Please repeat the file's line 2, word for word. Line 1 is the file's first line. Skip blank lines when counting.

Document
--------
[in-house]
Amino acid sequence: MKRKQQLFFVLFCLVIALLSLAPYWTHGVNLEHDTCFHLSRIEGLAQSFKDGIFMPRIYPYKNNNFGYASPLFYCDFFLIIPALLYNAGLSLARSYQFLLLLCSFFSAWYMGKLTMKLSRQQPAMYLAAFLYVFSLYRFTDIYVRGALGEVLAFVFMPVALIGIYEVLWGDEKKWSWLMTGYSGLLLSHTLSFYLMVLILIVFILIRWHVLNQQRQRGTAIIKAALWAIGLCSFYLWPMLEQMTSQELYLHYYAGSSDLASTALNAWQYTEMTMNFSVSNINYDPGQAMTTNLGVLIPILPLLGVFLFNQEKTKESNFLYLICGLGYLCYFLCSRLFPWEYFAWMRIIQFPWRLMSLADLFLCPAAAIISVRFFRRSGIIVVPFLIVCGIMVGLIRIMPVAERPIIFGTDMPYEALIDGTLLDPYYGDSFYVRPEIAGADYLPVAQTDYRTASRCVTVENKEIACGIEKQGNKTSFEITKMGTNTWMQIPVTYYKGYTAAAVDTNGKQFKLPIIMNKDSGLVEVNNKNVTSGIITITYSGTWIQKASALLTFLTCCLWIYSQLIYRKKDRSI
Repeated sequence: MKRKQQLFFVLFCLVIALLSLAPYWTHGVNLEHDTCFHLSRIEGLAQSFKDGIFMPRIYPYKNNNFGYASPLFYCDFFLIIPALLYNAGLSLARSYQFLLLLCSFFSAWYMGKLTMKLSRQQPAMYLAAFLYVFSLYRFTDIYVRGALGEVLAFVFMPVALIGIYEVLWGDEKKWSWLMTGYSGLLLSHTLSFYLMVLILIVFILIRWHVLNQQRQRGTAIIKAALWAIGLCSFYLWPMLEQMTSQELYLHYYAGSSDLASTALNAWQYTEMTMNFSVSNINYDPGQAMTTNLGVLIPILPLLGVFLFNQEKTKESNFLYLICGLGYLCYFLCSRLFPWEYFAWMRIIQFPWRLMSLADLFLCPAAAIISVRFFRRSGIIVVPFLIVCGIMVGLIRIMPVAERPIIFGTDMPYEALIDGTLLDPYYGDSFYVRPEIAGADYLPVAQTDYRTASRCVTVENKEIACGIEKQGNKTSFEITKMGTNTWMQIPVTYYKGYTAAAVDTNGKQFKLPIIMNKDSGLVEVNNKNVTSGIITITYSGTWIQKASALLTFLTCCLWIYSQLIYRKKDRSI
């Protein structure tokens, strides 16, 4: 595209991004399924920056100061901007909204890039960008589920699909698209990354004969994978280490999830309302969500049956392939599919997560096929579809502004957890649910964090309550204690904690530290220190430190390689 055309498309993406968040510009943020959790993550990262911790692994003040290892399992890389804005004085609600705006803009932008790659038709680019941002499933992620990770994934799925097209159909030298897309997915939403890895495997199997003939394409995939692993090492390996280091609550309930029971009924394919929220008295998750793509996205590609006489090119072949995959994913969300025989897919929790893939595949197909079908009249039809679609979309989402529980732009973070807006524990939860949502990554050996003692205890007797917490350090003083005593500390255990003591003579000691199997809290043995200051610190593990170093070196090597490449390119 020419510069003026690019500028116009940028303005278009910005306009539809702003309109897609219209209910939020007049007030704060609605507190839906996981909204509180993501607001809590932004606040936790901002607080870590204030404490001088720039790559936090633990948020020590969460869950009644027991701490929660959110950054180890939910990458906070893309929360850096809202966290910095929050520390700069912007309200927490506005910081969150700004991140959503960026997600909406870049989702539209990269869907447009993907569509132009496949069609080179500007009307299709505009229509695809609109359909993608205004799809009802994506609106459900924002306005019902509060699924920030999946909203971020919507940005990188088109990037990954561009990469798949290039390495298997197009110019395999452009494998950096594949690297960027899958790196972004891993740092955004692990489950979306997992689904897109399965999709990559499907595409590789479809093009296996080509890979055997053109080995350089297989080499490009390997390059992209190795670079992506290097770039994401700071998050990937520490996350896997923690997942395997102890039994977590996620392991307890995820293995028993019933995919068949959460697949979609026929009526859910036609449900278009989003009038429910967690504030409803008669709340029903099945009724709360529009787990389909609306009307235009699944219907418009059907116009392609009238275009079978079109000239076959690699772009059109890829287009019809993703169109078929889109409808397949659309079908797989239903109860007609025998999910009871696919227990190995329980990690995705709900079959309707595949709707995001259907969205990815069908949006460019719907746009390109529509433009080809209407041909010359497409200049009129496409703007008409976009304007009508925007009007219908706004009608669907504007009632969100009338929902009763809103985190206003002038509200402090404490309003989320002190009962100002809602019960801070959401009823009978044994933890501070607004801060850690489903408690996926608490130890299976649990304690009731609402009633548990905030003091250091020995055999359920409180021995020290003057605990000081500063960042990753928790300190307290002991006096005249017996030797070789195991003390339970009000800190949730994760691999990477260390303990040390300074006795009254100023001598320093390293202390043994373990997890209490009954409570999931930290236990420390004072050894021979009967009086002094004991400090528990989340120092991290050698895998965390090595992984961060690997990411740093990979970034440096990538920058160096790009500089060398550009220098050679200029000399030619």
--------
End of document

Amino acid sequence: MKRKQQLFFVLFCLVIALLSLAPYWTHGVNLEHDTCFHLSRIEGLAQSFKDGIFMPRIYPYKNNNFGYASPLFYCDFFLIIPALLYNAGLSLARSYQFLLLLCSFFSAWYMGKLTMKLSRQQPAMYLAAFLYVFSLYRFTDIYVRGALGEVLAFVFMPVALIGIYEVLWGDEKKWSWLMTGYSGLLLSHTLSFYLMVLILIVFILIRWHVLNQQRQRGTAIIKAALWAIGLCSFYLWPMLEQMTSQELYLHYYAGSSDLASTALNAWQYTEMTMNFSVSNINYDPGQAMTTNLGVLIPILPLLGVFLFNQEKTKESNFLYLICGLGYLCYFLCSRLFPWEYFAWMRIIQFPWRLMSLADLFLCPAAAIISVRFFRRSGIIVVPFLIVCGIMVGLIRIMPVAERPIIFGTDMPYEALIDGTLLDPYYGDSFYVRPEIAGADYLPVAQTDYRTASRCVTVENKEIACGIEKQGNKTSFEITKMGTNTWMQIPVTYYKGYTAAAVDTNGKQFKLPIIMNKDSGLVEVNNKNVTSGIITITYSGTWIQKASALLTFLTCCLWIYSQLIYRKKDRSI